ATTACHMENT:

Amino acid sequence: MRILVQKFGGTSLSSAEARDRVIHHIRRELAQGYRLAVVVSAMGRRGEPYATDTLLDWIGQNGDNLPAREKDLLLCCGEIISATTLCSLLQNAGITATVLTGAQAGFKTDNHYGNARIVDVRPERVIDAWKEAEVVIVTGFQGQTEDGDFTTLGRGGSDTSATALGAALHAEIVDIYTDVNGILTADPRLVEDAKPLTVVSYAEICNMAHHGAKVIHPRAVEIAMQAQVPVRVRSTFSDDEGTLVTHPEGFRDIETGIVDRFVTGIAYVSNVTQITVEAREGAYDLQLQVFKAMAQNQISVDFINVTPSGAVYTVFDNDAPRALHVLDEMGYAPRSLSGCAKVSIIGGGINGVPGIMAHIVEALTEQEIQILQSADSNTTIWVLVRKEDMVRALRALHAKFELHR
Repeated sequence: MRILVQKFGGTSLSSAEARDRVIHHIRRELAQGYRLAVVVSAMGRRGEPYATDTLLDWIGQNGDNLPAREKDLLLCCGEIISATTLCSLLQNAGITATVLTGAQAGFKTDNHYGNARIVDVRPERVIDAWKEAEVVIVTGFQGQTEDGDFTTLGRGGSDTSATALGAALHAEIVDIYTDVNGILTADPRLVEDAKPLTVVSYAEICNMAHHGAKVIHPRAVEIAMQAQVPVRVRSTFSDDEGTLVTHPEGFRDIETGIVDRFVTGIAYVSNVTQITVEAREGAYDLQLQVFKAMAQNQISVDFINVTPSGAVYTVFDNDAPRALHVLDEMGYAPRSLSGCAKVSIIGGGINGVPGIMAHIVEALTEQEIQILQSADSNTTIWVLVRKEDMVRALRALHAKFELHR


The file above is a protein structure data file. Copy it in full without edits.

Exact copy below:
Amino acid sequence: MRILVQKFGGTSLSSAEARDRVIHHIRRELAQGYRLAVVVSAMGRRGEPYATDTLLDWIGQNGDNLPAREKDLLLCCGEIISATTLCSLLQNAGITATVLTGAQAGFKTDNHYGNARIVDVRPERVIDAWKEAEVVIVTGFQGQTEDGDFTTLGRGGSDTSATALGAALHAEIVDIYTDVNGILTADPRLVEDAKPLTVVSYAEICNMAHHGAKVIHPRAVEIAMQAQVPVRVRSTFSDDEGTLVTHPEGFRDIETGIVDRFVTGIAYVSNVTQITVEAREGAYDLQLQVFKAMAQNQISVDFINVTPSGAVYTVFDNDAPRALHVLDEMGYAPRSLSGCAKVSIIGGGINGVPGIMAHIVEALTEQEIQILQSADSNTTIWVLVRKEDMVRALRALHAKFELHR
Repeated sequence: MRILVQKFGGTSLSSAEARDRVIHHIRRELAQGYRLAVVVSAMGRRGEPYATDTLLDWIGQNGDNLPAREKDLLLCCGEIISATTLCSLLQNAGITATVLTGAQAGFKTDNHYGNARIVDVRPERVIDAWKEAEVVIVTGFQGQTEDGDFTTLGRGGSDTSATALGAALHAEIVDIYTDVNGILTADPRLVEDAKPLTVVSYAEICNMAHHGAKVIHPRAVEIAMQAQVPVRVRSTFSDDEGTLVTHPEGFRDIETGIVDRFVTGIAYVSNVTQITVEAREGAYDLQLQVFKAMAQNQISVDFINVTPSGAVYTVFDNDAPRALHVLDEMGYAPRSLSGCAKVSIIGGGINGVPGIMAHIVEALTEQEIQILQSADSNTTIWVLVRKEDMVRALRALHAKFELHR